Just or Unjust: Assessment of rainfall-related flood damage in a Swedish context

Research output: ThesisDoctoral Thesis (compilation)

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Climate change has led to an increase in heavy summer rainfalls, and climate projections for Sweden indicate that there will be more sudden rainfall in the future. While the exact locations and time for this rainfall are unknown, it is known that there will be damages to buildings, cars, and people when the rainfall occurs. It is thus important to evaluate past events to understand the resulting flood damage, with an emphasis on the people who suffer from it, and the procedures for damage claims. Moreover, with more and more people living in cites, there is also an increasing diversity in the socioeconomic conditions that determine residents’ capacity to manage losses.
This thesis examines flood damage claims for 1992-2019 in Malmö, Sweden in detail, including the extreme cloudburst event on 31 August 2014. In terms of population, Malmö is Sweden’s third largest city, and historically, there have been recurring problems with rainfall-related flooding there. The socioeconomic conditions of Malmö’s residents are diverse, making it an interesting and important case for the study of urban flood damage management. This requires an analysis of both the technical aspects of the flooding process and of how different groups are affected. Key aspects for evaluating this in this thesis are residents’ coping capacity for flood damage costs; how damage claims compensation is handled; and an evaluation of equity in flood damage management.
The majority of homeowners in Sweden have home insurance, and there is no separate flood insurance. Therefore, some part of the damage cost is usually covered by the insurance company, but homeowners' losses also comprise their deductible portion as well as the reductions that are not covered by the insurance companies. The impact of these costs on residents will differ based on the resident’s socioeconomic conditions. This thesis investigates the effect of income, education, and immigration status on flood vulnerability in different neighbourhoods in Malmö. A main result is that flood damage costs are higher in low-income neighbourhoods in which there are high rates of immigrants and lower levels of education.
A natural and technical explanation for the differences in outcome between residents lies in what causes flood damage and why some areas are more prone to flood damage. One main risk factor is the difference between combined and separated sewer system connections. Houses connected to a combined sewer system are at a higher risk of basement flooding each time the rainfall exceeds the capacity of the sewer pipe. The results showed that, historically, there are more and repeated flood damage claims for houses connected to combined than separated sewer systems. It was also found that a higher percentage of homes connected to separated sewer systems received compensation compared to homes connected to combined systems.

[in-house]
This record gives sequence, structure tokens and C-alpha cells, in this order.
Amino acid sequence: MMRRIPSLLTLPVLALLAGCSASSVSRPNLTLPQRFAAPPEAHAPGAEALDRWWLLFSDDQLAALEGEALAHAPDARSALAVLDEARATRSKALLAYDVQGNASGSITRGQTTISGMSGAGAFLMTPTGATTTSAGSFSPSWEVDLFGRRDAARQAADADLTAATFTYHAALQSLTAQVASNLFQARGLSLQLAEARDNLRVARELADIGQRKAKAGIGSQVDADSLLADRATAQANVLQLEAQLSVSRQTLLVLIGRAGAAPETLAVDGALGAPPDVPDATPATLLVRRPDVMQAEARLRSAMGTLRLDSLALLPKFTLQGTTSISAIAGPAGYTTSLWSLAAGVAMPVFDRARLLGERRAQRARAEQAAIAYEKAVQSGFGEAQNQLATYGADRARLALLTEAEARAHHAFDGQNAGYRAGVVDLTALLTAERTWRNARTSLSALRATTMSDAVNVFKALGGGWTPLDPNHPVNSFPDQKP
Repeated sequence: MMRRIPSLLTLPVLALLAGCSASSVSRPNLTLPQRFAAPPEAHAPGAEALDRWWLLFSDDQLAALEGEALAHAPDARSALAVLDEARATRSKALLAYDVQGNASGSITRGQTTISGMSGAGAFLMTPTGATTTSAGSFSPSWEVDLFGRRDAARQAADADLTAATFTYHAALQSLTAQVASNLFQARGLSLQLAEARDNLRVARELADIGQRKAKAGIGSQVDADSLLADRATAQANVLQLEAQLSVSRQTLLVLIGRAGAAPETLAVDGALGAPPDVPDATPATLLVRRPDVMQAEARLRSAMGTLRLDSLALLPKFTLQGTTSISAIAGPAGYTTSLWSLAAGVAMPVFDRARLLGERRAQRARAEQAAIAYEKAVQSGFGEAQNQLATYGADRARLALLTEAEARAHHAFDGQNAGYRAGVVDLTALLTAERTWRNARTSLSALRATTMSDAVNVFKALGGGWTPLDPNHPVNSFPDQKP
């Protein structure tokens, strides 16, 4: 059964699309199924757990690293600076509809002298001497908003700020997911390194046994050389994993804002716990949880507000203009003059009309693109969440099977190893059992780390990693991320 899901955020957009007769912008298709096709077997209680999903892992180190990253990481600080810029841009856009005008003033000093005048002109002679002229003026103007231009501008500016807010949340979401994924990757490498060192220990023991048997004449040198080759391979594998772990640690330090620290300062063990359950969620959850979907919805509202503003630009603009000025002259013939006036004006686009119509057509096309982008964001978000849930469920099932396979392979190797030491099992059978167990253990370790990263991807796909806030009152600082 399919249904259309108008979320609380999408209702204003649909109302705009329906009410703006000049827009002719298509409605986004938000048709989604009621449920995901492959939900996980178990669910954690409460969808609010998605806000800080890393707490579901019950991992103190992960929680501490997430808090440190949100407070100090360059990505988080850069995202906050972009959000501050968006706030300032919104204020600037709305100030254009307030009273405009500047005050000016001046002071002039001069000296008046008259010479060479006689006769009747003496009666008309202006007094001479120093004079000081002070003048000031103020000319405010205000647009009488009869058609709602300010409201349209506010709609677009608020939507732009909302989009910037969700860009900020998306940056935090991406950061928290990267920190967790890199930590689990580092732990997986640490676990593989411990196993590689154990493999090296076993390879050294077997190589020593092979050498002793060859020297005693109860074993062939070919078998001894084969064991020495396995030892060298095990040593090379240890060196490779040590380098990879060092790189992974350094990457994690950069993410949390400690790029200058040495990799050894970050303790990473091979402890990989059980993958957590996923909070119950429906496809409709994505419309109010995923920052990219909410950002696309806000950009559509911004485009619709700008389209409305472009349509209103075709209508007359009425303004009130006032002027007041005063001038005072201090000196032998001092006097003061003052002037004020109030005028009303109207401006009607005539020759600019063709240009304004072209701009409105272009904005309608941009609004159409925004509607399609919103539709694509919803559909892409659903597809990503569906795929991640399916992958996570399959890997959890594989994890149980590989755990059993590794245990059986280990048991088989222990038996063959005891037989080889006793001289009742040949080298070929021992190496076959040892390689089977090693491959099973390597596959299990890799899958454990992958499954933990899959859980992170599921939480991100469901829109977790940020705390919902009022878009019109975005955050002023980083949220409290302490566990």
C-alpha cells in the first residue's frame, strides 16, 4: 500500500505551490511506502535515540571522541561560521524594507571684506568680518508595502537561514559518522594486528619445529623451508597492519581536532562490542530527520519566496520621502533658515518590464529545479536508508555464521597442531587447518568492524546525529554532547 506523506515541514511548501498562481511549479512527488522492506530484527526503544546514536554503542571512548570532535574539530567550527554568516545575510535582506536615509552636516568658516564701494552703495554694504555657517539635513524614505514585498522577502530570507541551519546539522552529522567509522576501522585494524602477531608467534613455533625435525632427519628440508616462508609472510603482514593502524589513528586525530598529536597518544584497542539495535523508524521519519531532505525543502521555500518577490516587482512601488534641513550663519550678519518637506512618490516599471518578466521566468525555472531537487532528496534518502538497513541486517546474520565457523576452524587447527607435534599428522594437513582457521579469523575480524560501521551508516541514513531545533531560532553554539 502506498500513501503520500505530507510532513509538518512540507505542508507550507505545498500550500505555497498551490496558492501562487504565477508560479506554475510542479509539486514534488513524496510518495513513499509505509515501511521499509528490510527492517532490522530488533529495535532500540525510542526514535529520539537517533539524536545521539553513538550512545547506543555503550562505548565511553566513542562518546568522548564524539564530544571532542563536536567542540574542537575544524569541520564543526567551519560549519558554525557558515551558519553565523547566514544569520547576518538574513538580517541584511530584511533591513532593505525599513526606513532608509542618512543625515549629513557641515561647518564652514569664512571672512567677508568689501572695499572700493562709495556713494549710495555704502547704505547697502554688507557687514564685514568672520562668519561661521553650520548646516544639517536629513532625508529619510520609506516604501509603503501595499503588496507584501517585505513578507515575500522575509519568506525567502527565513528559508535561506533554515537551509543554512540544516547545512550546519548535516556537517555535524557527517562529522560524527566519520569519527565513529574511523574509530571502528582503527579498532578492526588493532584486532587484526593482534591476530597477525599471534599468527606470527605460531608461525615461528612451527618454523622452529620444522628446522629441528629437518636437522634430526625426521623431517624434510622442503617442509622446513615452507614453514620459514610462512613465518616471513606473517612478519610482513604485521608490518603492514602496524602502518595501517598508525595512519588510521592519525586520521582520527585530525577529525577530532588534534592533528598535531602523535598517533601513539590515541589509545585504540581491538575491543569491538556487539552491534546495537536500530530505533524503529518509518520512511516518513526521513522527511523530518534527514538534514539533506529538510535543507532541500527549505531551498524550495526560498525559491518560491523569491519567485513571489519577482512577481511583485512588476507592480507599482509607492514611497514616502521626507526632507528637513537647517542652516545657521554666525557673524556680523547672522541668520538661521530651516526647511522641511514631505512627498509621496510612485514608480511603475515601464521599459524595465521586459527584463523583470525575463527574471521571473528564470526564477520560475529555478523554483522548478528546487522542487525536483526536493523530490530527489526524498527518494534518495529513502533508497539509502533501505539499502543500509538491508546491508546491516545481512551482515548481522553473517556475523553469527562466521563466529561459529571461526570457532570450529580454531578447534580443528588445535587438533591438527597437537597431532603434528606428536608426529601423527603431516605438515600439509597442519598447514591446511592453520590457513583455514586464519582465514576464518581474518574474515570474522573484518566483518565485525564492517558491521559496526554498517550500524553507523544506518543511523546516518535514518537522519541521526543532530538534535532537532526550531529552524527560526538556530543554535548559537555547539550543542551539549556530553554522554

The current legal practice in Sweden entails that the water and wastewater utility must assume full responsibility for homes in which basements have been flooded via sewer overflow and that are connected to separated sewer systems. On the other hand, the water and wastewater utility has only a partial responsibility for homes connected to combined sewer systems; in these cases, the municipality must investigate the capacity of the pipeline in question to decide where the responsibility lies. This explains why there was a high percentage of rejected flood damage claims in this category during the August 2014 event. Ironically however, all houses connected to combined sewer systems are at greater risk of flooding, as the system collects both rainfall and wastewater. This means that people in areas with combined sewer systems are both more exposed to flood damage and not compensated to the same degree for their damage claims as people whose houses are connected to separate sewer systems.
Based on the results, the equity of damage compensation from the water and wastewater utility in the Swedish system is questioned. Why is flood damage liability based on the type of sewer system, and why does the system favour owners of buildings that already have a lower risk of flooding? The results in this thesis show that there is a need for an assessment of inequities in the Swedish urban flood management system under the present laws and regulations. The next step should be to investigate how support can be strengthened for those who suffer the most from flood damage. There are many potential systems for dealing with compensation to houseowners that are affected by urban flooding. Irrespective of the compensation system, it is important to consider the consequences on different groups and use that information to develop systems based on a perspective of justice.
Translated title of the contributionJust or Unjust: Assessment of rainfall-related flood damage in a Swedish context
Original languageEnglish
Awarding Institution
  • Division of Water Resources Engineering
  • Larsson, Rolf, Supervisor
  • Nilsson, Erik, Assistant supervisor
  • Berndtsson, Ronny, Assistant supervisor
Award date2021 Dec 1
Place of PublicationLund
ISBN (Print)978-91-8039-079-8
ISBN (electronic) 978-91-8039-080-4
Publication statusPublished - 2021

Bibliographical note

Defence details
Date: 2021-12-01
Time: 10:15
Place: Lecture Hall V:A, building V, John Ericssons väg 1, Faculty of Engineering LTH, Lund University, Lund.
External reviewer(s)
Name: Priest, Sally
Title: Associate Prof.
Affiliation: Middlesex University, United Kingdom.

Subject classification (UKÄ)

  • Water Engineering
  • Social Sciences Interdisciplinary

Free keywords

  • Equity
  • flood damage
  • pluvial flooding
  • damage claim

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